A new study conducted by New Agricultural Research Service (ARS) finds that various forms of peanut flour has varying thickening capacity and this information is expected to help food experts to improve food textures.
Peanut flour is obtained after partial extraction of oil from roasted peanut seeds. It is added to bakery products, nutrition bars and snacks, marinades, sauces and dressings to enhance flavor and protein value.
Universally, peanut flour is used as a major food ingredient by industrial food processors.
During the study, researchers used different types of rheological tests to assess how effectively different brands of peanut flour thicken during heat processing.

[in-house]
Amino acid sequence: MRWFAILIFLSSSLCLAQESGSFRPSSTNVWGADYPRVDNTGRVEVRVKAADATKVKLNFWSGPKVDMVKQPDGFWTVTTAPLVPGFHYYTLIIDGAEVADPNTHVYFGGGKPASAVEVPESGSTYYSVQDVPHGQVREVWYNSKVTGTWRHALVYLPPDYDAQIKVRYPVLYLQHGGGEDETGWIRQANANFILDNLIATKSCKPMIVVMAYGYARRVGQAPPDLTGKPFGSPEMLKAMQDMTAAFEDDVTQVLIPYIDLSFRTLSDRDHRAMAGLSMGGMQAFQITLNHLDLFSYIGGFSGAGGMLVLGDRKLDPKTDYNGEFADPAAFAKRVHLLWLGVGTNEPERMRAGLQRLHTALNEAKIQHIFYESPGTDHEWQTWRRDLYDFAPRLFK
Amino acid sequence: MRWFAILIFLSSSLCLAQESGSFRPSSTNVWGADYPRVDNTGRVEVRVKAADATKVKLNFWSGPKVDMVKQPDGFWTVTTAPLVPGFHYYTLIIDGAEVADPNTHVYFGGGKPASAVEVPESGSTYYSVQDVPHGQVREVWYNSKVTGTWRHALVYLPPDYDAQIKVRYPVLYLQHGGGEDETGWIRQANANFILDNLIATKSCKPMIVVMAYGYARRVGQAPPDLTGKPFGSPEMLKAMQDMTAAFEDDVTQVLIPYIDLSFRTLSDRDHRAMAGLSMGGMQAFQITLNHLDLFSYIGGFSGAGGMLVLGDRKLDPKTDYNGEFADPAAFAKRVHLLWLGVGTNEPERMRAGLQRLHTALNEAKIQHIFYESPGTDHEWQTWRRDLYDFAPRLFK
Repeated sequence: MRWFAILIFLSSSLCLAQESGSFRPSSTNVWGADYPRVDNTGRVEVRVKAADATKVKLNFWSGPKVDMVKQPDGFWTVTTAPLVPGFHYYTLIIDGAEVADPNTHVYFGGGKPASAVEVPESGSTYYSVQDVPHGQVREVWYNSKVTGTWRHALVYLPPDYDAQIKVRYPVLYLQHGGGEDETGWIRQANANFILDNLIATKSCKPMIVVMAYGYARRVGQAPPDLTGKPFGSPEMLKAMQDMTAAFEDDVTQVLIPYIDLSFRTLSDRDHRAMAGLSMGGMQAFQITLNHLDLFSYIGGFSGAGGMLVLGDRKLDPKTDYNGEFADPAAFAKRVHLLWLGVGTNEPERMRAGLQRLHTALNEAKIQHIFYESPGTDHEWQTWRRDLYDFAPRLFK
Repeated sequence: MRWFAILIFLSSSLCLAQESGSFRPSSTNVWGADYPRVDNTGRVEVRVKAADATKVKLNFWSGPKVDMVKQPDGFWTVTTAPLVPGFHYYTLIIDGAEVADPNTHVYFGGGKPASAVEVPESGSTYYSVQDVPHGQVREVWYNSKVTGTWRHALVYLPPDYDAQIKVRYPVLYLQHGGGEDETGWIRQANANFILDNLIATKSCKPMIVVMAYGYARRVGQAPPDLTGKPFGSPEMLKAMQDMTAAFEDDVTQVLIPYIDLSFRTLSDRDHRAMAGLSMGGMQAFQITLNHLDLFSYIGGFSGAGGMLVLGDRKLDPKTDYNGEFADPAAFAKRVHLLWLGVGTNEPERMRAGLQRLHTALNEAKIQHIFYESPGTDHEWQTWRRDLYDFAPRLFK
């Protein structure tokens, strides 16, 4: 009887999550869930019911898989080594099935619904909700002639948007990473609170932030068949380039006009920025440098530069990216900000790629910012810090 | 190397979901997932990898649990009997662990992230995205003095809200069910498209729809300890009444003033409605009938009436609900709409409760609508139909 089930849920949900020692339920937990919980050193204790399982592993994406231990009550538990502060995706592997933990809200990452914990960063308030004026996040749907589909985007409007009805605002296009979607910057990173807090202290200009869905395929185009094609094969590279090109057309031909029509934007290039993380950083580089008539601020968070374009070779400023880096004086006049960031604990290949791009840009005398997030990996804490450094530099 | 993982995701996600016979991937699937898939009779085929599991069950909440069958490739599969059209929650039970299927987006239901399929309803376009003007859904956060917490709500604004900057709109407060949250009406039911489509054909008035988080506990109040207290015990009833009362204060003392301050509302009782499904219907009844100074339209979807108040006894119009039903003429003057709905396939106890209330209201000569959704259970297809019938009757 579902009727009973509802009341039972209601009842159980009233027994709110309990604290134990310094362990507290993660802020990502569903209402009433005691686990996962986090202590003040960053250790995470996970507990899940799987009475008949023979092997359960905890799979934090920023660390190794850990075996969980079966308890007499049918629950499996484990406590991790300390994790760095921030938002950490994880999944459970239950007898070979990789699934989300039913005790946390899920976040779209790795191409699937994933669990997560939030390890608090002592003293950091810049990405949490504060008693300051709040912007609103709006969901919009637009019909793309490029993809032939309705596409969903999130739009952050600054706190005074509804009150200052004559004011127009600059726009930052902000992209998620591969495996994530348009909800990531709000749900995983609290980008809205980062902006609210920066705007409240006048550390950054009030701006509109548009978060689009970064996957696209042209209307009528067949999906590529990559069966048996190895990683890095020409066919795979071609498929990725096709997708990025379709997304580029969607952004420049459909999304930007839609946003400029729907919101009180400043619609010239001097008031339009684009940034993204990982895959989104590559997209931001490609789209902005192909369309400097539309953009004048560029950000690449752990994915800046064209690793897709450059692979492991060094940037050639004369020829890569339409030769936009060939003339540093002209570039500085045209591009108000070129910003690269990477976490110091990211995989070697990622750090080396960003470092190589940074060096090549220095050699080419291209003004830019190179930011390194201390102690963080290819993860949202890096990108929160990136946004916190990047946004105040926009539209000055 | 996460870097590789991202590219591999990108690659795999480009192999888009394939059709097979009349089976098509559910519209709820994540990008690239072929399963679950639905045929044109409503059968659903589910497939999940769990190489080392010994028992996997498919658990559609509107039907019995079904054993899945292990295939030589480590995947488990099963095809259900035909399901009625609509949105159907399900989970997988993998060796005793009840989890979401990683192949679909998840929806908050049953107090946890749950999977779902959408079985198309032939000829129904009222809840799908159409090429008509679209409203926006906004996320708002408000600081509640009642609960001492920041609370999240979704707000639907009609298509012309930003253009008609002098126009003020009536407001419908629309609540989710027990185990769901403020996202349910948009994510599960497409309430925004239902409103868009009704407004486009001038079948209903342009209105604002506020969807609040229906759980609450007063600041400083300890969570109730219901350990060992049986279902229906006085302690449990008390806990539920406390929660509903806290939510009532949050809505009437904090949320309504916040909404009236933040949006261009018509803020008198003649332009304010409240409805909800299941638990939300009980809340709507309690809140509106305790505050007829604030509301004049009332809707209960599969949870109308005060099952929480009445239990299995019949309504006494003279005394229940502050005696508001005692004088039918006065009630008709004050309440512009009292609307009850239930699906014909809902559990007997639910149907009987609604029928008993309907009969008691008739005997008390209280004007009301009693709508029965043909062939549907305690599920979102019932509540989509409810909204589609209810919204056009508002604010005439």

Rheological measurements included testing the flow behavior and form changes of the material. Davis found that low-fat peanut flours produced more thickening effect than high-fat ones.
Peanut flour has double the percentage of protein than peanuts. This is because the mechanical process of removing fatty oil from roasted peanuts leaves the flour low in fat, high in protein and fairly low in carbohydrates.